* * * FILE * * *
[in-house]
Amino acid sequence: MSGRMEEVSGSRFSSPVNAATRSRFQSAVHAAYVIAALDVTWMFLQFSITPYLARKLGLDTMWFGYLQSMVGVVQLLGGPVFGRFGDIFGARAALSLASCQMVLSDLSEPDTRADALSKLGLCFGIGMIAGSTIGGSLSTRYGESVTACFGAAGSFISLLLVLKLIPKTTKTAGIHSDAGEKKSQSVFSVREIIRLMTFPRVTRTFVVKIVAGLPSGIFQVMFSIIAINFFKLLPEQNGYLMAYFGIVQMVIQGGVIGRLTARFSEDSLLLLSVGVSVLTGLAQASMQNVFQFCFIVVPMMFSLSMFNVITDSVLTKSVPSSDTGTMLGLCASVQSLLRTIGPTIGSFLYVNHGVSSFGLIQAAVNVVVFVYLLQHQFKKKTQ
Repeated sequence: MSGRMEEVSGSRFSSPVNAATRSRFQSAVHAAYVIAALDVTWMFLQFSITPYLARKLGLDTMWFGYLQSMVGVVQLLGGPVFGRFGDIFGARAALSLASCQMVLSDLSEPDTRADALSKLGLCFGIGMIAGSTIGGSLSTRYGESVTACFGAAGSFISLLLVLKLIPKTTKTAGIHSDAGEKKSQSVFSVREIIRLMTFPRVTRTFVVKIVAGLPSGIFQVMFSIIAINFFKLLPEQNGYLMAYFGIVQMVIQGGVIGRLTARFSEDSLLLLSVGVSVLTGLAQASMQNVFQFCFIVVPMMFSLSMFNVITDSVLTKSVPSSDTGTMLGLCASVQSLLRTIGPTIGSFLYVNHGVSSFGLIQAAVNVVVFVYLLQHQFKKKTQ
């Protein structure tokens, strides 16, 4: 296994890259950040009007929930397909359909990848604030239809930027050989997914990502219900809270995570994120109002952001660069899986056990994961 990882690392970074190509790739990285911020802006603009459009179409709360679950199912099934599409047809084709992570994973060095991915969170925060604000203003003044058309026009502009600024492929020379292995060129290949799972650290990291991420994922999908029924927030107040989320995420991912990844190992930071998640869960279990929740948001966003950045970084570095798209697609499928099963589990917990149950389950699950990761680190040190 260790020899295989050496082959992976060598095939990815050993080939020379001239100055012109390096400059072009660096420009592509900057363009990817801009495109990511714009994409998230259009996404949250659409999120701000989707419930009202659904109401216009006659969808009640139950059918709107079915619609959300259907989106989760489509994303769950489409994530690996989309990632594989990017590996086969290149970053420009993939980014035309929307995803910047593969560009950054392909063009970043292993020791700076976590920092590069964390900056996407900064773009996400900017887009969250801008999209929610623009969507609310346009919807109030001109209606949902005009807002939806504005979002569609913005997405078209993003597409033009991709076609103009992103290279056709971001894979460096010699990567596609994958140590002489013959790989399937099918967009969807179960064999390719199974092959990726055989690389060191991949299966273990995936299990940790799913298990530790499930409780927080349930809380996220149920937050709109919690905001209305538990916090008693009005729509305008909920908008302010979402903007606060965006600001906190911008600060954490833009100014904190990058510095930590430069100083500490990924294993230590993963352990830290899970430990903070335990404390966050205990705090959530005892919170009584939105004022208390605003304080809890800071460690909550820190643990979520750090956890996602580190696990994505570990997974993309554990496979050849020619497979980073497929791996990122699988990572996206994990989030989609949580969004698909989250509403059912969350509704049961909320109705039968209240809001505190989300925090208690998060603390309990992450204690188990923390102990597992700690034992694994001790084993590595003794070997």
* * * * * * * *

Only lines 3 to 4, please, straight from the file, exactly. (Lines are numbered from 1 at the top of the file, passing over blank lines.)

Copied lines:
Repeated sequence: MSGRMEEVSGSRFSSPVNAATRSRFQSAVHAAYVIAALDVTWMFLQFSITPYLARKLGLDTMWFGYLQSMVGVVQLLGGPVFGRFGDIFGARAALSLASCQMVLSDLSEPDTRADALSKLGLCFGIGMIAGSTIGGSLSTRYGESVTACFGAAGSFISLLLVLKLIPKTTKTAGIHSDAGEKKSQSVFSVREIIRLMTFPRVTRTFVVKIVAGLPSGIFQVMFSIIAINFFKLLPEQNGYLMAYFGIVQMVIQGGVIGRLTARFSEDSLLLLSVGVSVLTGLAQASMQNVFQFCFIVVPMMFSLSMFNVITDSVLTKSVPSSDTGTMLGLCASVQSLLRTIGPTIGSFLYVNHGVSSFGLIQAAVNVVVFVYLLQHQFKKKTQ
């Protein structure tokens, strides 16, 4: 296994890259950040009007929930397909359909990848604030239809930027050989997914990502219900809270995570994120109002952001660069899986056990994961 990882690392970074190509790739990285911020802006603009459009179409709360679950199912099934599409047809084709992570994973060095991915969170925060604000203003003044058309026009502009600024492929020379292995060129290949799972650290990291991420994922999908029924927030107040989320995420991912990844190992930071998640869960279990929740948001966003950045970084570095798209697609499928099963589990917990149950389950699950990761680190040190 260790020899295989050496082959992976060598095939990815050993080939020379001239100055012109390096400059072009660096420009592509900057363009990817801009495109990511714009994409998230259009996404949250659409999120701000989707419930009202659904109401216009006659969808009640139950059918709107079915619609959300259907989106989760489509994303769950489409994530690996989309990632594989990017590996086969290149970053420009993939980014035309929307995803910047593969560009950054392909063009970043292993020791700076976590920092590069964390900056996407900064773009996400900017887009969250801008999209929610623009969507609310346009919807109030001109209606949902005009807002939806504005979002569609913005997405078209993003597409033009991709076609103009992103290279056709971001894979460096010699990567596609994958140590002489013959790989399937099918967009969807179960064999390719199974092959990726055989690389060191991949299966273990995936299990940790799913298990530790499930409780927080349930809380996220149920937050709109919690905001209305538990916090008693009005729509305008909920908008302010979402903007606060965006600001906190911008600060954490833009100014904190990058510095930590430069100083500490990924294993230590993963352990830290899970430990903070335990404390966050205990705090959530005892919170009584939105004022208390605003304080809890800071460690909550820190643990979520750090956890996602580190696990994505570990997974993309554990496979050849020619497979980073497929791996990122699988990572996206994990989030989609949580969004698909989250509403059912969350509704049961909320109705039968209240809001505190989300925090208690998060603390309990992450204690188990923390102990597992700690034992694994001790084993590595003794070997």